In dealing with safety and health issues, local unions are often presented with a dilemma. They are on the one hand aware of the dangers of a joint committee, but often reliant upon them to get things done. They are aware that some issues can be dealt with by consensus although many will only be resolved by conflict. If the local union decides that a joint committee is useful despite its limitations then there are certain basic principles that should be established to ensure the joint committee is effective.

How effective is your joint health and safety committee?

  • Does the union have at least an equal number of members as management?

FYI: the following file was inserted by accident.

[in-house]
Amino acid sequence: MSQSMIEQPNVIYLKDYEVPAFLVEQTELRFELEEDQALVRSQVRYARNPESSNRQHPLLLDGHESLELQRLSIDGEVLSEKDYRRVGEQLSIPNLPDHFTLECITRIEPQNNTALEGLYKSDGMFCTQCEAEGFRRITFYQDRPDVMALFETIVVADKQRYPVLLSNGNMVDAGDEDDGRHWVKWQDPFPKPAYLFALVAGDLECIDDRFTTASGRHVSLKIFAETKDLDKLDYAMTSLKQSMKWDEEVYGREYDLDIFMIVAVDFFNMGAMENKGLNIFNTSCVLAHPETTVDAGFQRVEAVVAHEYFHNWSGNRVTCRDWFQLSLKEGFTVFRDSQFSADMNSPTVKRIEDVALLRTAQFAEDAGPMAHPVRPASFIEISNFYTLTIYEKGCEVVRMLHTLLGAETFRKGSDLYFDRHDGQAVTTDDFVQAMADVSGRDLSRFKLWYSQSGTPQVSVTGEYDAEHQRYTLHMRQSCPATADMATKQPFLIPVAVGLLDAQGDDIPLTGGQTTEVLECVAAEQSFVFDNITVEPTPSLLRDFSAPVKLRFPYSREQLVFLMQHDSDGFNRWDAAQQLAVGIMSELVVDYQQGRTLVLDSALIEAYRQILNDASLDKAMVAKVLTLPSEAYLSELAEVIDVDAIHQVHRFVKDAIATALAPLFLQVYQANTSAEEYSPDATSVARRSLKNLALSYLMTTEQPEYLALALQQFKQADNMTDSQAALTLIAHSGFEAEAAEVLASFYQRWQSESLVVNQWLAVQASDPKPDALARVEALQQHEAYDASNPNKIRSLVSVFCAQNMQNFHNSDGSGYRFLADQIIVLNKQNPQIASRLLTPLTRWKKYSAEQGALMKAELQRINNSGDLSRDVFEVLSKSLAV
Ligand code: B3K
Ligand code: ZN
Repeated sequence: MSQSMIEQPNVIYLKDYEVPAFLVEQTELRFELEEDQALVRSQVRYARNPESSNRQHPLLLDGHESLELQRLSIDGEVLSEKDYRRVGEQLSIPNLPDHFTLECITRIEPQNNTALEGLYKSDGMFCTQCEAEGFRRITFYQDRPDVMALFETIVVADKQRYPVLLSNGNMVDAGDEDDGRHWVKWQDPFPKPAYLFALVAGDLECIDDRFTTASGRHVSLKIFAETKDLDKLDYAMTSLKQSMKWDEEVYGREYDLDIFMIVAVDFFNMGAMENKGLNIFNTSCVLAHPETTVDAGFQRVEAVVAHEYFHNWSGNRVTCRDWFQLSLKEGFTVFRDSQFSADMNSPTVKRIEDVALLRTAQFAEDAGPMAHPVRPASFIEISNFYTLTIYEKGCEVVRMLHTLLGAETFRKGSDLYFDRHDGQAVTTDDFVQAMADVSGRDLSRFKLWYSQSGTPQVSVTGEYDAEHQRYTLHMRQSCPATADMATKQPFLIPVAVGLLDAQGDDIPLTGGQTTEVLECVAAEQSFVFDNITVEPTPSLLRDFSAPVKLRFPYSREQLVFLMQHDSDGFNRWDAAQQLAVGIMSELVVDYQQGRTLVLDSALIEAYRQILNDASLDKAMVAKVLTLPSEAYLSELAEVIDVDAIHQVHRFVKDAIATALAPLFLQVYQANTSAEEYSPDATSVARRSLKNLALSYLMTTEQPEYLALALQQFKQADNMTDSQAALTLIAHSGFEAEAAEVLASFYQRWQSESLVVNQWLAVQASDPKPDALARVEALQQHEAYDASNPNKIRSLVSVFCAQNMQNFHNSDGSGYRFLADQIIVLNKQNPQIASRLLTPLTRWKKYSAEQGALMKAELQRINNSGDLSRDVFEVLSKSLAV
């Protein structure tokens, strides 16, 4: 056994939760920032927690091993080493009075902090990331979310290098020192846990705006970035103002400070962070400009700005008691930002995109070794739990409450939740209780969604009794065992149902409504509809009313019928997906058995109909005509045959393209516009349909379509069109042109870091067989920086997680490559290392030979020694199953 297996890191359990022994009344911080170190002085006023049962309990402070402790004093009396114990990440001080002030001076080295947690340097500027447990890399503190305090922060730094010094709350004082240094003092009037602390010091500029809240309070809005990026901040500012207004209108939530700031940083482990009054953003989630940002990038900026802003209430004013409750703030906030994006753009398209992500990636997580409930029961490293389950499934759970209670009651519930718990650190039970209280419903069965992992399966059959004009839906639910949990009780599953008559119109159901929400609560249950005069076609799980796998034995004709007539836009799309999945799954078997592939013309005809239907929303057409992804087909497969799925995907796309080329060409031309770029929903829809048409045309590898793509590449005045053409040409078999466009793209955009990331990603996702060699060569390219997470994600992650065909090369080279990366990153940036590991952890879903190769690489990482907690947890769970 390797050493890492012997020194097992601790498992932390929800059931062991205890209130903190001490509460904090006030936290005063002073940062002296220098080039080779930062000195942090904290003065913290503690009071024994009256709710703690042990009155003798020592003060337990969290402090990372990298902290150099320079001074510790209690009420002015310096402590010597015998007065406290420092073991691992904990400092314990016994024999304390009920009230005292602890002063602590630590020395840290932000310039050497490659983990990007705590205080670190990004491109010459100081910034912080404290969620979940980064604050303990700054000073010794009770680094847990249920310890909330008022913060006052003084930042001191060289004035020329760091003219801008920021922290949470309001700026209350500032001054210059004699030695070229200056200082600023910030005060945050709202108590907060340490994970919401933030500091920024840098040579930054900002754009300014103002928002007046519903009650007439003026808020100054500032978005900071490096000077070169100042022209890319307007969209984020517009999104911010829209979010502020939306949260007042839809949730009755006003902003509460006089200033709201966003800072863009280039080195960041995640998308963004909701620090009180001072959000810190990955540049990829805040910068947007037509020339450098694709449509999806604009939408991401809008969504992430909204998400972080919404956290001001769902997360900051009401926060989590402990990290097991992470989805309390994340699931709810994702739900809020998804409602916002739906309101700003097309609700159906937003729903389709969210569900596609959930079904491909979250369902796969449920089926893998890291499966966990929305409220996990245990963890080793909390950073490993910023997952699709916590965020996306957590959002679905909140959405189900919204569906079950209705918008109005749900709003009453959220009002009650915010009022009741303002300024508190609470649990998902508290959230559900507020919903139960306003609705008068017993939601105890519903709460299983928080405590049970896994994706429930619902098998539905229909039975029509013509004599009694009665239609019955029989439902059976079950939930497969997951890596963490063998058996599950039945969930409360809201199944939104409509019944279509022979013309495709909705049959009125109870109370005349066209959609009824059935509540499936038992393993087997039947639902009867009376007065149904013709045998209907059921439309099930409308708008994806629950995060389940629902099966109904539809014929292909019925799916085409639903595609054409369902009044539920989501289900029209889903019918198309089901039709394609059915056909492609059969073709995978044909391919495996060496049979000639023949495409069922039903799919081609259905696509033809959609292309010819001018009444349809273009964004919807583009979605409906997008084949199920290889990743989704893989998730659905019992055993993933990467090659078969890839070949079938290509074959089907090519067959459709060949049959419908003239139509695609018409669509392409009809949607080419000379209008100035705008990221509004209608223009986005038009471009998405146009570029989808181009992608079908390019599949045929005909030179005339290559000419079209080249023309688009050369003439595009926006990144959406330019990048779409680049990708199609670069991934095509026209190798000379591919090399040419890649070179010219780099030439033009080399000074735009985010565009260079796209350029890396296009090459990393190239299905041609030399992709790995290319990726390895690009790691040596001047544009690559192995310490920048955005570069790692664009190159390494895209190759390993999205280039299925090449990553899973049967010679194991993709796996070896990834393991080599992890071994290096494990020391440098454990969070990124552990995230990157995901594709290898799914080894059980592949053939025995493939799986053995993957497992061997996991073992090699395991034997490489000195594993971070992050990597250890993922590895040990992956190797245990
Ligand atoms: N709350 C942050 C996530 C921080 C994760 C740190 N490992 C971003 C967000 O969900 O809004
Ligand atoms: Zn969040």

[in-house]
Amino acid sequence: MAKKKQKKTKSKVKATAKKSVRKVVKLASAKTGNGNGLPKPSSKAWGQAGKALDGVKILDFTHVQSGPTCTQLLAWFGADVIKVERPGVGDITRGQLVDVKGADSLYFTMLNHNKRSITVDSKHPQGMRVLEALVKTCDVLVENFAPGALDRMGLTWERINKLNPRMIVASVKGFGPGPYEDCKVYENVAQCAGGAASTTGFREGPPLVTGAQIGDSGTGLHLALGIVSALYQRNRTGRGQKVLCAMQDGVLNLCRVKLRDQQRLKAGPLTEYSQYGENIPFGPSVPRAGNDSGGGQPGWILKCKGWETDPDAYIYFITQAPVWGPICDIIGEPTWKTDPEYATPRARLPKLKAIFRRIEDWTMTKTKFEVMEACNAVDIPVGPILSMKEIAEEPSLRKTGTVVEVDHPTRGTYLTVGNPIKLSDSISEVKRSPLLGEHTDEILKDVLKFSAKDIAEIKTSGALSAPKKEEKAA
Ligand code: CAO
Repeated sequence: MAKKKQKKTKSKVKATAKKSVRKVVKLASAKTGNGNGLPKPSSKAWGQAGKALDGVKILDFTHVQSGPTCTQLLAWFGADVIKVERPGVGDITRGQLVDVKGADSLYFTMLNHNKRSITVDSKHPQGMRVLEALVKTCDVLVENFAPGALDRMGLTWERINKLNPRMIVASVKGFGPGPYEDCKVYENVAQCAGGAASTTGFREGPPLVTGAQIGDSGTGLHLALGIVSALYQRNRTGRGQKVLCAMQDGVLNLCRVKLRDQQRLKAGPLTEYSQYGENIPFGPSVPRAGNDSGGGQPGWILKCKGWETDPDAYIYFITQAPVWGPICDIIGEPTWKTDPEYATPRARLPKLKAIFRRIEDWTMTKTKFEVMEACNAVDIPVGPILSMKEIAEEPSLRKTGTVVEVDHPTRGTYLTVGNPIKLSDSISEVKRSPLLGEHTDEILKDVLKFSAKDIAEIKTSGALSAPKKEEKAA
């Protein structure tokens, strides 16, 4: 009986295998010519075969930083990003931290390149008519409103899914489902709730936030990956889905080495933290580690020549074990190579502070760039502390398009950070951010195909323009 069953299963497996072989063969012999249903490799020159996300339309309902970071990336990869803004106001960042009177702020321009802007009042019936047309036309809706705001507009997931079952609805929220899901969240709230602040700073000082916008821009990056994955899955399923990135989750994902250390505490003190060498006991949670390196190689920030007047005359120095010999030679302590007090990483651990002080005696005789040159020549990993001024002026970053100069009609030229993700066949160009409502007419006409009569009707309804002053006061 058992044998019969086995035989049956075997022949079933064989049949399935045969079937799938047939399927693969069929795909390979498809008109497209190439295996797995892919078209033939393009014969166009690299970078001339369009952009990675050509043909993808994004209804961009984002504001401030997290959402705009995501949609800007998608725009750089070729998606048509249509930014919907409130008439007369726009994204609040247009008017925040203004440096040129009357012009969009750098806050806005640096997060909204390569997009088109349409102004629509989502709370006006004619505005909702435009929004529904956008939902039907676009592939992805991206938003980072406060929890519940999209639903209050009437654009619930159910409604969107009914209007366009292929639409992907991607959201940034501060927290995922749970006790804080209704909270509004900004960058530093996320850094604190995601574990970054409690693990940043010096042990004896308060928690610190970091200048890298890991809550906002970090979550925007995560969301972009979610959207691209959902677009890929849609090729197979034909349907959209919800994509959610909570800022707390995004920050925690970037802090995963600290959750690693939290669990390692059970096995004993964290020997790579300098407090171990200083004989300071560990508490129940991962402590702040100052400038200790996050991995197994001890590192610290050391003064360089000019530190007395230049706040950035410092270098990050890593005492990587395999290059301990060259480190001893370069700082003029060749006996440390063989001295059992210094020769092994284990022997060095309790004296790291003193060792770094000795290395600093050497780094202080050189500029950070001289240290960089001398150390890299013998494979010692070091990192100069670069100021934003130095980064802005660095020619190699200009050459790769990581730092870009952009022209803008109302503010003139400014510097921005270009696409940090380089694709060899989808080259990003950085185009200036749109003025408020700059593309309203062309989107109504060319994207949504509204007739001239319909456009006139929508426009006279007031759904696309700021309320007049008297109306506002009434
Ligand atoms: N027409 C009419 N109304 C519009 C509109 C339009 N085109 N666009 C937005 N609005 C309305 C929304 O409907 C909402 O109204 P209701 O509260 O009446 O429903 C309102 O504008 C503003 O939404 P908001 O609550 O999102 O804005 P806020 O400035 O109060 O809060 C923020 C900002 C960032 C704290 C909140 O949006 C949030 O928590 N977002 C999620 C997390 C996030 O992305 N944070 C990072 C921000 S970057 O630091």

• Does the union have the sole right to appoint the union side of the committee?
  • Does the position of chairperson rotate between management and union?
  • Are the members of management senior enough to make real decisions that cost money?
  • Can the committee make decisions and put them into effect?
  • Does the union have a major say in the agenda and deciding priorities?
  • Can the committee make unannounced inspections of the workplace.
  • Is there any method of monitoring the effectiveness of the committee in dealing with the issues raised by the union?
  • Does the committee have access to the relevant information on safety and health kept by the company (medical records, monitoring, hazardous materials, etc.)?
  • Do committee members have the right to take samples in the plant and carry out simple monitoring?